dent for Student Affairs Richard report to Graduate Assembly cri-
L. Cutler to discuss their objec- ticizing the policies of the finan-
tives. cial aids office toward black and
The group sets as its priority low-income students.
goal the establishment of a coin- The report, which Jorgensen
mittee composed of six students, prepared in conjunction with
three faculty members and three Roberta Turner, Grad, has been
administrators (or a similar dis- submitted to the financial aids
tribution) to "set financial aid See LOAN, Page
policy within the constraints of
the University's budget and act
as a clearing house for student Curfe on
complaints."
A second goal of the committee
is to "insure that the financial
aid office informs students of all a B erkeley
their alternative sources of funds,
and considers all students for all BERKELEY, Calif. (AP)-A sec-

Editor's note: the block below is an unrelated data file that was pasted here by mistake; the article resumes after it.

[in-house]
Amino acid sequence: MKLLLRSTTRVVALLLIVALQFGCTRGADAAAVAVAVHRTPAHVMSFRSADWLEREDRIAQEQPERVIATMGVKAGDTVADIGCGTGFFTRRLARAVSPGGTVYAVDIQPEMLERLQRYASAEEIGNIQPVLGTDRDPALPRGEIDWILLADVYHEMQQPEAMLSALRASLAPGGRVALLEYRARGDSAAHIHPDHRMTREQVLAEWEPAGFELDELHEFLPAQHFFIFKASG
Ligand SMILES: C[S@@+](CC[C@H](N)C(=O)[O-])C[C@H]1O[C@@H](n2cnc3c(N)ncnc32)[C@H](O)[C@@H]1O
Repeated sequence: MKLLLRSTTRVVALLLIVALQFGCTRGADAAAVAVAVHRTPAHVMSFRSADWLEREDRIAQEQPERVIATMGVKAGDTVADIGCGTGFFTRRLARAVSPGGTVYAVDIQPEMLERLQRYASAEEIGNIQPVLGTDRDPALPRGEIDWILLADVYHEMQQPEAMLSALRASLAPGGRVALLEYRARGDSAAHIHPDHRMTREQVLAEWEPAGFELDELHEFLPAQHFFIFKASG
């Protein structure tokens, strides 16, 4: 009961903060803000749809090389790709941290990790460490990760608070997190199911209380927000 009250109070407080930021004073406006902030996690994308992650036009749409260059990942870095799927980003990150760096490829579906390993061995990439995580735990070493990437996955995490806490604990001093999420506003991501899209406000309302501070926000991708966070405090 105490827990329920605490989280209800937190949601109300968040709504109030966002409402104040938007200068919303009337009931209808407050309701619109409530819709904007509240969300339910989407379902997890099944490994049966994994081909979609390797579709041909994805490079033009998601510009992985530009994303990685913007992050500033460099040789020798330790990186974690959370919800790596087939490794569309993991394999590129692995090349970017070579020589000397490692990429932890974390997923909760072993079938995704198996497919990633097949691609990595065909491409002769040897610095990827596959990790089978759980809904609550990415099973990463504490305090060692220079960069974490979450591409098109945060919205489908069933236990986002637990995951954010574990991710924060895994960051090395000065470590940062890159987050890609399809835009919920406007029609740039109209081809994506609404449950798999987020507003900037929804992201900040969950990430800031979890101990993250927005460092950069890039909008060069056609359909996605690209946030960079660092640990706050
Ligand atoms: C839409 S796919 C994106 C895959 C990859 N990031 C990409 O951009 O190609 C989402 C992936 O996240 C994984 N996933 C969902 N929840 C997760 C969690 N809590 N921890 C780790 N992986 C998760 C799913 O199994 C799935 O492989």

aternatives." ond straight night of curfew seal-
In conjunction with this goal ed off this University of California
the committee asks the office notcomntlatigtferpie
discriminate by awarding the bulk community last night after police
of scholarships on a grade point broke up a mass demonstration
basis. Sunday.
Committee member John Bishop, Of some 50 to 60 arrested Sun-
Grad, explains that under the day night, Police Chief William
current method of awarding sco- Beall said only four were univer-
larships, financial need is deter- sity students.

rules

SRC:* Inquisitive. 'U' institution

By STUART GANNES
Asking questions can be a
full time job for some people.
The Survey Research Center
(SRC) of the Institute for So-
cial Research has been conduct-
ing surveys during the past 22
years on everything from pub-
lic opinion polls on Asia to so-
cial, attitudes in fraternities.
SRC, one of the major
sampling organizations in the
country, is an integral part of
the ISR. Its staff of over 450
is currently working on about
50 projects in various stages of
completion.